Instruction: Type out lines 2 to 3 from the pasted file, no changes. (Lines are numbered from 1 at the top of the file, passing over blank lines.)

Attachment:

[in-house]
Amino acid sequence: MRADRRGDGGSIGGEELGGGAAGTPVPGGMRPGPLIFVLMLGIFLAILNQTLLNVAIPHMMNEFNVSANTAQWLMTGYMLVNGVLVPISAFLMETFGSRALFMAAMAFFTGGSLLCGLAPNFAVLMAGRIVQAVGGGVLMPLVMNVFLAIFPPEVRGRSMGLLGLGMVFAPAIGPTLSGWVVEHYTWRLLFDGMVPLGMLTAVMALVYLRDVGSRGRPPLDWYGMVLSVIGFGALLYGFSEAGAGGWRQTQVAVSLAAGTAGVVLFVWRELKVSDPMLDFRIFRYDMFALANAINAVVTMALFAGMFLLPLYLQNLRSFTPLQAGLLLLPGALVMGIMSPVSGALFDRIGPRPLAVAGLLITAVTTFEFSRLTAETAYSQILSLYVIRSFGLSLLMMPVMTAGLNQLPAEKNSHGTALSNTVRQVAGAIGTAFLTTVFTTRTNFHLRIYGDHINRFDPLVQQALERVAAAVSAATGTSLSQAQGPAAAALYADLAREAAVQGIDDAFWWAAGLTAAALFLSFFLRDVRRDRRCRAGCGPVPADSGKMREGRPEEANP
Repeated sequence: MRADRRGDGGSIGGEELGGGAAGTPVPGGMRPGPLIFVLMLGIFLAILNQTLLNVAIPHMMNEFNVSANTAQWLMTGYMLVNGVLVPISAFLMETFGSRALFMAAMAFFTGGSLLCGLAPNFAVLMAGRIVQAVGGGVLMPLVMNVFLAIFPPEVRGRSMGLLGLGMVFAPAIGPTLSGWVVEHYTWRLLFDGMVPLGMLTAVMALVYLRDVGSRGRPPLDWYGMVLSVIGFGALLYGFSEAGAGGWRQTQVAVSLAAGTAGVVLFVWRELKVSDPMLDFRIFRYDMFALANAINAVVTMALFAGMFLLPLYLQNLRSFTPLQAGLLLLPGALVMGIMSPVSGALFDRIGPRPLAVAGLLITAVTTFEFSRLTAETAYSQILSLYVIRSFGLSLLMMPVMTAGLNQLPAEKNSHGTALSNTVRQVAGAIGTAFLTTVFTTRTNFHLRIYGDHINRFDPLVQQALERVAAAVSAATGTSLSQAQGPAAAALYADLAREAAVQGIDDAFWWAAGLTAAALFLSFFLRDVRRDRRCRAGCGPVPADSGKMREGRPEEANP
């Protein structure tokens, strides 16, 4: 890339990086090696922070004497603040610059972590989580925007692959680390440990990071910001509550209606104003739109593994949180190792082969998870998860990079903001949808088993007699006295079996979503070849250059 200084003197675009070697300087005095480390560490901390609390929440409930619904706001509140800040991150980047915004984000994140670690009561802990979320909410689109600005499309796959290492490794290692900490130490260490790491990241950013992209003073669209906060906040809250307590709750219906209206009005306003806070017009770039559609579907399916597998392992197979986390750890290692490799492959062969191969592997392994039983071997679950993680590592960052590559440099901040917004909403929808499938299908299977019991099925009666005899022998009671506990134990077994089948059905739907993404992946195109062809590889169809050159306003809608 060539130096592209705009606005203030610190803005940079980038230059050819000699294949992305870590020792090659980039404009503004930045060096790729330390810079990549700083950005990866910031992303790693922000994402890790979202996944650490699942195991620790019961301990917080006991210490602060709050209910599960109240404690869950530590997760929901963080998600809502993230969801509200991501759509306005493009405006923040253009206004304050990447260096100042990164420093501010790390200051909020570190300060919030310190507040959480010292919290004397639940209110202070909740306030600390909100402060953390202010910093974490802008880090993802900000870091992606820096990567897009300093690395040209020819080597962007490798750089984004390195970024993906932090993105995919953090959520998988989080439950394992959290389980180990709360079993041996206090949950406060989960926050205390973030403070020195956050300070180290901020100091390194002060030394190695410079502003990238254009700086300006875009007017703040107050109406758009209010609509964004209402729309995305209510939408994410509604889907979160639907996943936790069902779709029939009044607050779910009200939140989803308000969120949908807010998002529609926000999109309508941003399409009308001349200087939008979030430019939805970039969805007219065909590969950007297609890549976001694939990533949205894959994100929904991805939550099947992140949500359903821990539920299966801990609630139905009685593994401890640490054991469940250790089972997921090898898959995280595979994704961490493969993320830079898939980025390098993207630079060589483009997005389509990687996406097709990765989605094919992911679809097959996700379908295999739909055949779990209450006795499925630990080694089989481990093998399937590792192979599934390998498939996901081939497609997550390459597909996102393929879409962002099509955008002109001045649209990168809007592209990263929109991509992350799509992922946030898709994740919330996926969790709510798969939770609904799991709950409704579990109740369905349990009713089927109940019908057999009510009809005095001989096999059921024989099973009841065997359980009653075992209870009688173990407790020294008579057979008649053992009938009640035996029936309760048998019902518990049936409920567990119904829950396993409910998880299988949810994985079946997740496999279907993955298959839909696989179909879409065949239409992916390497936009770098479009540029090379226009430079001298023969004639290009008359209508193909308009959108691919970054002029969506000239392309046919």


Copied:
Amino acid sequence: MRADRRGDGGSIGGEELGGGAAGTPVPGGMRPGPLIFVLMLGIFLAILNQTLLNVAIPHMMNEFNVSANTAQWLMTGYMLVNGVLVPISAFLMETFGSRALFMAAMAFFTGGSLLCGLAPNFAVLMAGRIVQAVGGGVLMPLVMNVFLAIFPPEVRGRSMGLLGLGMVFAPAIGPTLSGWVVEHYTWRLLFDGMVPLGMLTAVMALVYLRDVGSRGRPPLDWYGMVLSVIGFGALLYGFSEAGAGGWRQTQVAVSLAAGTAGVVLFVWRELKVSDPMLDFRIFRYDMFALANAINAVVTMALFAGMFLLPLYLQNLRSFTPLQAGLLLLPGALVMGIMSPVSGALFDRIGPRPLAVAGLLITAVTTFEFSRLTAETAYSQILSLYVIRSFGLSLLMMPVMTAGLNQLPAEKNSHGTALSNTVRQVAGAIGTAFLTTVFTTRTNFHLRIYGDHINRFDPLVQQALERVAAAVSAATGTSLSQAQGPAAAALYADLAREAAVQGIDDAFWWAAGLTAAALFLSFFLRDVRRDRRCRAGCGPVPADSGKMREGRPEEANP
Repeated sequence: MRADRRGDGGSIGGEELGGGAAGTPVPGGMRPGPLIFVLMLGIFLAILNQTLLNVAIPHMMNEFNVSANTAQWLMTGYMLVNGVLVPISAFLMETFGSRALFMAAMAFFTGGSLLCGLAPNFAVLMAGRIVQAVGGGVLMPLVMNVFLAIFPPEVRGRSMGLLGLGMVFAPAIGPTLSGWVVEHYTWRLLFDGMVPLGMLTAVMALVYLRDVGSRGRPPLDWYGMVLSVIGFGALLYGFSEAGAGGWRQTQVAVSLAAGTAGVVLFVWRELKVSDPMLDFRIFRYDMFALANAINAVVTMALFAGMFLLPLYLQNLRSFTPLQAGLLLLPGALVMGIMSPVSGALFDRIGPRPLAVAGLLITAVTTFEFSRLTAETAYSQILSLYVIRSFGLSLLMMPVMTAGLNQLPAEKNSHGTALSNTVRQVAGAIGTAFLTTVFTTRTNFHLRIYGDHINRFDPLVQQALERVAAAVSAATGTSLSQAQGPAAAALYADLAREAAVQGIDDAFWWAAGLTAAALFLSFFLRDVRRDRRCRAGCGPVPADSGKMREGRPEEANP